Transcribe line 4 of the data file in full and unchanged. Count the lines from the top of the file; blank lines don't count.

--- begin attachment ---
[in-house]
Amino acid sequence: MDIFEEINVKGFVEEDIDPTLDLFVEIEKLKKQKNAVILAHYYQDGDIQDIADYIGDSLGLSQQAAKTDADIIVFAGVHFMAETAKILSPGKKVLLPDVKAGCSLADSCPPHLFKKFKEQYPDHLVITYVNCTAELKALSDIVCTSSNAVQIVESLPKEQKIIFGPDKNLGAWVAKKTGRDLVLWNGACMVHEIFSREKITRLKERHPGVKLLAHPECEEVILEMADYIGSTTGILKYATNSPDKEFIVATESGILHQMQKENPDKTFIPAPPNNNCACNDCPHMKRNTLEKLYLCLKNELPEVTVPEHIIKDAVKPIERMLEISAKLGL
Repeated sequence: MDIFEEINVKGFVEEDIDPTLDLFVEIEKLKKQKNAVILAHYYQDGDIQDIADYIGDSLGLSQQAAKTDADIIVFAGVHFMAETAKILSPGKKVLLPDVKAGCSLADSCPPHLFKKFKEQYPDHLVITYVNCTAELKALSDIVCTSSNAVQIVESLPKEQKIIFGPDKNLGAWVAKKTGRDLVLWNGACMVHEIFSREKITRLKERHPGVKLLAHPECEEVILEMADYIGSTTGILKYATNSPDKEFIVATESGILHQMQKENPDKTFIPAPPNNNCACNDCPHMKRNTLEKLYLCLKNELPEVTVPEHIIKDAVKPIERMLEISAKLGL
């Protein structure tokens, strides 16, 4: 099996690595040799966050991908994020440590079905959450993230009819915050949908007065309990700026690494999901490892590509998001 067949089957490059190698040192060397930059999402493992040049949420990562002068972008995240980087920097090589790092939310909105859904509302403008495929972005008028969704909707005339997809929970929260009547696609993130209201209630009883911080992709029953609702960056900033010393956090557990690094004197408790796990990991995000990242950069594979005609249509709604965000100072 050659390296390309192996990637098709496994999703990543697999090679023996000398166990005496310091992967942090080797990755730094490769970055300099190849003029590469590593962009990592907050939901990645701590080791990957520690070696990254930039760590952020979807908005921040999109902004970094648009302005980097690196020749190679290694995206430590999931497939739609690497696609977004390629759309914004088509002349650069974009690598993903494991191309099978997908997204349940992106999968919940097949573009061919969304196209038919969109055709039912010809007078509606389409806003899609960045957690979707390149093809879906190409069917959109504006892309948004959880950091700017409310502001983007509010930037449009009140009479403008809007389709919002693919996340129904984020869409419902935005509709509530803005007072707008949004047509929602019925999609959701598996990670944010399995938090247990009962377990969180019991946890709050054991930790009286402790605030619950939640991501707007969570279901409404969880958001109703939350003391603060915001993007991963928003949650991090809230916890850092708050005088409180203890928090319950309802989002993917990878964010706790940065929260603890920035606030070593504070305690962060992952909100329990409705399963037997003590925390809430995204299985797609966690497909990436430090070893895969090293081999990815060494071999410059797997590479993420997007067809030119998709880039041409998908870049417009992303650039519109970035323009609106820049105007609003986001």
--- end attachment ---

């Protein structure tokens, strides 16, 4: 099996690595040799966050991908994020440590079905959450993230009819915050949908007065309990700026690494999901490892590509998001 067949089957490059190698040192060397930059999402493992040049949420990562002068972008995240980087920097090589790092939310909105859904509302403008495929972005008028969704909707005339997809929970929260009547696609993130209201209630009883911080992709029953609702960056900033010393956090557990690094004197408790796990990991995000990242950069594979005609249509709604965000100072 050659390296390309192996990637098709496994999703990543697999090679023996000398166990005496310091992967942090080797990755730094490769970055300099190849003029590469590593962009990592907050939901990645701590080791990957520690070696990254930039760590952020979807908005921040999109902004970094648009302005980097690196020749190679290694995206430590999931497939739609690497696609977004390629759309914004088509002349650069974009690598993903494991191309099978997908997204349940992106999968919940097949573009061919969304196209038919969109055709039912010809007078509606389409806003899609960045957690979707390149093809879906190409069917959109504006892309948004959880950091700017409310502001983007509010930037449009009140009479403008809007389709919002693919996340129904984020869409419902935005509709509530803005007072707008949004047509929602019925999609959701598996990670944010399995938090247990009962377990969180019991946890709050054991930790009286402790605030619950939640991501707007969570279901409404969880958001109703939350003391603060915001993007991963928003949650991090809230916890850092708050005088409180203890928090319950309802989002993917990878964010706790940065929260603890920035606030070593504070305690962060992952909100329990409705399963037997003590925390809430995204299985797609966690497909990436430090070893895969090293081999990815060494071999410059797997590479993420997007067809030119998709880039041409998908870049417009992303650039519109970035323009609106820049105007609003986001």